Tool review: Whiteside Plus/Dimar – FineWoodworking


Tablesaw blades by Whiteside Plus/Dimar Combination, $65 Rip, $75 Glueline rip, $85

Whiteside has paired with blade manufacturer Dimar to bring three new 10-in. tablesaw blades to the United States: a combination, a rip, and a glueline rip, which was my favorite. All three were superb, making them a perfect trio. Their cut quality was excellent and made each of my tasks easy, saving me a lot of time at the bench. The clear writing on each outlining the blade type, arbor size, tooth hook and grind, and number of teeth made for a great convenience.

The 50-tooth combo blade worked fantastically for ripping and crosscutting both hard- and softwoods. While I usually find combo blades give just OK rips, this blade left minimal sawmarks on cherry, maple, and pine while requiring little force to push the stock through the saw. For both 45° and 90° crosscuts, there was no tearout and the end grain was smooth. All in all, this blade worked as well as dedicated rip and crosscut blades.

The rip blade’s 24 teeth have a flat top, which I prefer over an ATB grind for its better stock removal during rips and its flat-bottomed cut. I tested the blade on oak, cherry, maple, pine, and poplar from 3⁄4 in. to 2 in. thick. It cut even the thicker stock very well, leaving smooth edges, and had no vibration. With the cherry and oak, it was hard to tell which edge I had run over the jointer and which I had ripped on the tablesaw.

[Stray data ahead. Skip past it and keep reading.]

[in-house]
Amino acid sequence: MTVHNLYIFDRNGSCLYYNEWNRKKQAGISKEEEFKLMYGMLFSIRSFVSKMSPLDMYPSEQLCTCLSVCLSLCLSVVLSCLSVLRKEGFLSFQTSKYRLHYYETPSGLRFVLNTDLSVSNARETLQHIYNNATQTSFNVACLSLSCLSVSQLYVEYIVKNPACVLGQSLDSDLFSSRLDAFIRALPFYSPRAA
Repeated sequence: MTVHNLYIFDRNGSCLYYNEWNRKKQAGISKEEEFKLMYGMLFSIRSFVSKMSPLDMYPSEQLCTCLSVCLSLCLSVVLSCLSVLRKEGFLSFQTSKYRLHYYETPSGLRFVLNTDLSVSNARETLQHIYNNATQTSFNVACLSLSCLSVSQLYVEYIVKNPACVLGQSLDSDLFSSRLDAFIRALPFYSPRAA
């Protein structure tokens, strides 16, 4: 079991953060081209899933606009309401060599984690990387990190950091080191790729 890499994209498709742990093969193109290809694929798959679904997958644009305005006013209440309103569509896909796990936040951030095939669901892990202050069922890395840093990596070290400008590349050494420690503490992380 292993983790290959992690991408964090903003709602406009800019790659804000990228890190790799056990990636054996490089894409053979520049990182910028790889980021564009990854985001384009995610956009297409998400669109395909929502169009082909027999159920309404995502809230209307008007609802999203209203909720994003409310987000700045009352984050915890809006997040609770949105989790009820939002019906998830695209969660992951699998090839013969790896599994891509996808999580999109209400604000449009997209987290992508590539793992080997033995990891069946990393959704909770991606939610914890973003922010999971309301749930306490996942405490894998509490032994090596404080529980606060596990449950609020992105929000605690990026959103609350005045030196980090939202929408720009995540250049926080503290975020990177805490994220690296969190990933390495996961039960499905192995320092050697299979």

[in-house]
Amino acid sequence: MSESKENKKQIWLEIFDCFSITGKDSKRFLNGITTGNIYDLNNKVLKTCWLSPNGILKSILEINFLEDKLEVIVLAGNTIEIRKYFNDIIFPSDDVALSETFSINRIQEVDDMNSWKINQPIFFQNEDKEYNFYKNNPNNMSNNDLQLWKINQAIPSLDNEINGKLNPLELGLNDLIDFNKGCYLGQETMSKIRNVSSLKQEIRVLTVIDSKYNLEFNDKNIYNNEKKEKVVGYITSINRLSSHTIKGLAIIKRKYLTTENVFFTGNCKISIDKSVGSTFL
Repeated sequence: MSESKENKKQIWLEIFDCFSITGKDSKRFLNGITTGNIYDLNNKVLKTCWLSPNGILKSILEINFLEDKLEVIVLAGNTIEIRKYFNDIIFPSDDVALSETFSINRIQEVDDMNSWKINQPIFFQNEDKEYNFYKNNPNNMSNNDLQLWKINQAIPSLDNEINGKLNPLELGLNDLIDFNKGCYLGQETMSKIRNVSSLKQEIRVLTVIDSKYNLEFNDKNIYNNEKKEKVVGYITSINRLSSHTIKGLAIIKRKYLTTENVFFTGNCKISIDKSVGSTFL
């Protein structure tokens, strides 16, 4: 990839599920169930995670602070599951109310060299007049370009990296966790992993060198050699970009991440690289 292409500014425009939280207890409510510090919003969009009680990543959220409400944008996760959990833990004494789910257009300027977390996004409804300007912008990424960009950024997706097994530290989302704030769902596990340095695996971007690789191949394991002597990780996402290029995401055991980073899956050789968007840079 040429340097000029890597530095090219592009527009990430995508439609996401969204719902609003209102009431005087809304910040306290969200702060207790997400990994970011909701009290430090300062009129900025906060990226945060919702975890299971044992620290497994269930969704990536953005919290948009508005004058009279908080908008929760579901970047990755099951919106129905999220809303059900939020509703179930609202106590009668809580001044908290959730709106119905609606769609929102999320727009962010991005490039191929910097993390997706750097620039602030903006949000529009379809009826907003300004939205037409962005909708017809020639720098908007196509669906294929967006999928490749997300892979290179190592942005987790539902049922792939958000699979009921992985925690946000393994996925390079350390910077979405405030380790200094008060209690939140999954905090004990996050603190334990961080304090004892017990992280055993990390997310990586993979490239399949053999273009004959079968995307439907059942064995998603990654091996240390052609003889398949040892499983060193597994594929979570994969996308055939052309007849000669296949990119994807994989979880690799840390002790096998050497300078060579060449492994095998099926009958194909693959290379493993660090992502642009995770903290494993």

The glueline rip blade, with its triple-chip grind and 30 teeth, might be my new favorite. I’d never used one before, so I was skeptical about gluing up off the tablesaw. I tested this blade with 3⁄4-in. oak, poplar, and cherry. All were easy to push through the saw and, despite visible sawmarks, each joint glued up perfectly right off the saw. It was the fastest way I have ever glued up boards. I am definitely purchasing this blade.

Glueline rip blade lives up to its name.

Test boards’ edges were glue-ready off the blade, yielding a joint that was tight and free of gaps.
Glueline rip blade lives up to its name. Test boards’ edges were glue-ready off the blade, yielding a joint that was tight and free of gaps.

—Ellen Kaspern teaches at North Bennet Street School and around the United States.

Photos: Barry NM Dima

From Fine Woodworking #298

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